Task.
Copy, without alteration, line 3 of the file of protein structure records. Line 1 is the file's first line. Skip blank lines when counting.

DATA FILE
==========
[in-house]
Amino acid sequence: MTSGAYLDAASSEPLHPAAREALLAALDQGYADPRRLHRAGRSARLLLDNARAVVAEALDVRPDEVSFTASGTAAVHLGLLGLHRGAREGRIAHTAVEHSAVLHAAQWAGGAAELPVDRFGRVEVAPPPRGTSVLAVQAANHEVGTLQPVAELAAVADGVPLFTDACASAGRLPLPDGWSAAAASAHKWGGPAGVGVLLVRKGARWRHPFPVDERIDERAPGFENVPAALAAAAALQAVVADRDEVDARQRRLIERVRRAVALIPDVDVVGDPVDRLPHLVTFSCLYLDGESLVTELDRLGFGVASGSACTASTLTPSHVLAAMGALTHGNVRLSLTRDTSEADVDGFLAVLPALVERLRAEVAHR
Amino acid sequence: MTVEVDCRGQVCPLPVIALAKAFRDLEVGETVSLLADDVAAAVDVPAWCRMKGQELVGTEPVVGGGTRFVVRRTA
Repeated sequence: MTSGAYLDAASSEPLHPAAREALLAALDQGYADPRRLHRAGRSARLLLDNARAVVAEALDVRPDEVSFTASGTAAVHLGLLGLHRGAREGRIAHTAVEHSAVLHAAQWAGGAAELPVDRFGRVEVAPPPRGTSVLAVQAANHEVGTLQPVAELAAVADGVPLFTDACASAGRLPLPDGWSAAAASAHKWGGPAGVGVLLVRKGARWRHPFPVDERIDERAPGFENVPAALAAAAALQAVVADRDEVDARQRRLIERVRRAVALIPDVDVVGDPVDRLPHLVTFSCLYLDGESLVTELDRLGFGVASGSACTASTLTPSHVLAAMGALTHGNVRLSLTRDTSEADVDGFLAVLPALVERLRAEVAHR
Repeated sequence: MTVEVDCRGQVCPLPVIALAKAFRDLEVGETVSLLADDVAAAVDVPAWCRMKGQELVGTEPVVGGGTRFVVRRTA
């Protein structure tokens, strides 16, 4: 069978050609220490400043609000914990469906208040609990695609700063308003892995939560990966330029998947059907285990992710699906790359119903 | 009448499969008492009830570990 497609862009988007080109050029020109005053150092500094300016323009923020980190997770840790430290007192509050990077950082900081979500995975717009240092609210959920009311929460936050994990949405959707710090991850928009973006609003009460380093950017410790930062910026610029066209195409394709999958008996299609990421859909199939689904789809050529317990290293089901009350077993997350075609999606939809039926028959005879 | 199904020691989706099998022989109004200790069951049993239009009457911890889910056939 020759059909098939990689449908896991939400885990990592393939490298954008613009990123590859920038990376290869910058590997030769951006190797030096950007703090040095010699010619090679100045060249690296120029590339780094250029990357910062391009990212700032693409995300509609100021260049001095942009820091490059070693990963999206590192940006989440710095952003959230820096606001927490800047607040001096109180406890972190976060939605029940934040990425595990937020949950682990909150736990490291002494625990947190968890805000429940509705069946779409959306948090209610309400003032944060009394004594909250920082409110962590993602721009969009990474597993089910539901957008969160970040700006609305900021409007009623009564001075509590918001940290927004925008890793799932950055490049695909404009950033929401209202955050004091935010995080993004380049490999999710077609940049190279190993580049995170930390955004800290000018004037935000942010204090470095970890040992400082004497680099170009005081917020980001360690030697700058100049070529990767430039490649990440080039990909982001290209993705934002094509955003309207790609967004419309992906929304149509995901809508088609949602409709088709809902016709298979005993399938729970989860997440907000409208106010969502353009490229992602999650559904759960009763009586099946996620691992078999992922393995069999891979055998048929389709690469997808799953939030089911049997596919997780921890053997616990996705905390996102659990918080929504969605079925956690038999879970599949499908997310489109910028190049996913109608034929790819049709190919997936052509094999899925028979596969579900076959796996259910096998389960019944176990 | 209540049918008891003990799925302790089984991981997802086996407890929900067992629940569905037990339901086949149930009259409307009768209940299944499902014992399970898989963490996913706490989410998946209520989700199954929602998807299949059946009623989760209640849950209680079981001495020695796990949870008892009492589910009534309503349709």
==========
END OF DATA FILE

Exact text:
Amino acid sequence: MTVEVDCRGQVCPLPVIALAKAFRDLEVGETVSLLADDVAAAVDVPAWCRMKGQELVGTEPVVGGGTRFVVRRTA